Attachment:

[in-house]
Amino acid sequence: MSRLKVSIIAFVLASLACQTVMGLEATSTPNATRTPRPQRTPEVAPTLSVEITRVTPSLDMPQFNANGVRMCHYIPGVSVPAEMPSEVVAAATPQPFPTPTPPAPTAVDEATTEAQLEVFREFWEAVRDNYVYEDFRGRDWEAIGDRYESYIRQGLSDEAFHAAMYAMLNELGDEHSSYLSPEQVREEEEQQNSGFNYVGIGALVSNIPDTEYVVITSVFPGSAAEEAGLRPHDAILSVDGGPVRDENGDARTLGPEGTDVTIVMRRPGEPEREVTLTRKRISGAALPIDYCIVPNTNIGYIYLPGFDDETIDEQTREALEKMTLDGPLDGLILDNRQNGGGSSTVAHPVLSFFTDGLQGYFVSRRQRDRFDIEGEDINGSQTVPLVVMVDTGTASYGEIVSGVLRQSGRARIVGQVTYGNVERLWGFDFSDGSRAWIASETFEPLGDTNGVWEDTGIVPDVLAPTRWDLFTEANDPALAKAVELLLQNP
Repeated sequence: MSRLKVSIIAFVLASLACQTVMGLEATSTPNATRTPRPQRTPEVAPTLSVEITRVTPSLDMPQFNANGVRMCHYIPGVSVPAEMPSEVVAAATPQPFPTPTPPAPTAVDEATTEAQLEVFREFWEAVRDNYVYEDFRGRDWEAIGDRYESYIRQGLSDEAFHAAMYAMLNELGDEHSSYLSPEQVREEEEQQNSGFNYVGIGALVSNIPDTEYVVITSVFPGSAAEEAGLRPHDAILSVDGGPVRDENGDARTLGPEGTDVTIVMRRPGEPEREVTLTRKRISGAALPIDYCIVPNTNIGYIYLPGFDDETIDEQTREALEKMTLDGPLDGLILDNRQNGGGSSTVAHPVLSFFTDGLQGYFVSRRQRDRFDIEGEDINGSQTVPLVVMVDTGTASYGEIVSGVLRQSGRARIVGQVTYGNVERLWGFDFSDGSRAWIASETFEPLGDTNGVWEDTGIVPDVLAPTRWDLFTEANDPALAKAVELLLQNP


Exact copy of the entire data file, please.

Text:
[in-house]
Amino acid sequence: MSRLKVSIIAFVLASLACQTVMGLEATSTPNATRTPRPQRTPEVAPTLSVEITRVTPSLDMPQFNANGVRMCHYIPGVSVPAEMPSEVVAAATPQPFPTPTPPAPTAVDEATTEAQLEVFREFWEAVRDNYVYEDFRGRDWEAIGDRYESYIRQGLSDEAFHAAMYAMLNELGDEHSSYLSPEQVREEEEQQNSGFNYVGIGALVSNIPDTEYVVITSVFPGSAAEEAGLRPHDAILSVDGGPVRDENGDARTLGPEGTDVTIVMRRPGEPEREVTLTRKRISGAALPIDYCIVPNTNIGYIYLPGFDDETIDEQTREALEKMTLDGPLDGLILDNRQNGGGSSTVAHPVLSFFTDGLQGYFVSRRQRDRFDIEGEDINGSQTVPLVVMVDTGTASYGEIVSGVLRQSGRARIVGQVTYGNVERLWGFDFSDGSRAWIASETFEPLGDTNGVWEDTGIVPDVLAPTRWDLFTEANDPALAKAVELLLQNP
Repeated sequence: MSRLKVSIIAFVLASLACQTVMGLEATSTPNATRTPRPQRTPEVAPTLSVEITRVTPSLDMPQFNANGVRMCHYIPGVSVPAEMPSEVVAAATPQPFPTPTPPAPTAVDEATTEAQLEVFREFWEAVRDNYVYEDFRGRDWEAIGDRYESYIRQGLSDEAFHAAMYAMLNELGDEHSSYLSPEQVREEEEQQNSGFNYVGIGALVSNIPDTEYVVITSVFPGSAAEEAGLRPHDAILSVDGGPVRDENGDARTLGPEGTDVTIVMRRPGEPEREVTLTRKRISGAALPIDYCIVPNTNIGYIYLPGFDDETIDEQTREALEKMTLDGPLDGLILDNRQNGGGSSTVAHPVLSFFTDGLQGYFVSRRQRDRFDIEGEDINGSQTVPLVVMVDTGTASYGEIVSGVLRQSGRARIVGQVTYGNVERLWGFDFSDGSRAWIASETFEPLGDTNGVWEDTGIVPDVLAPTRWDLFTEANDPALAKAVELLLQNP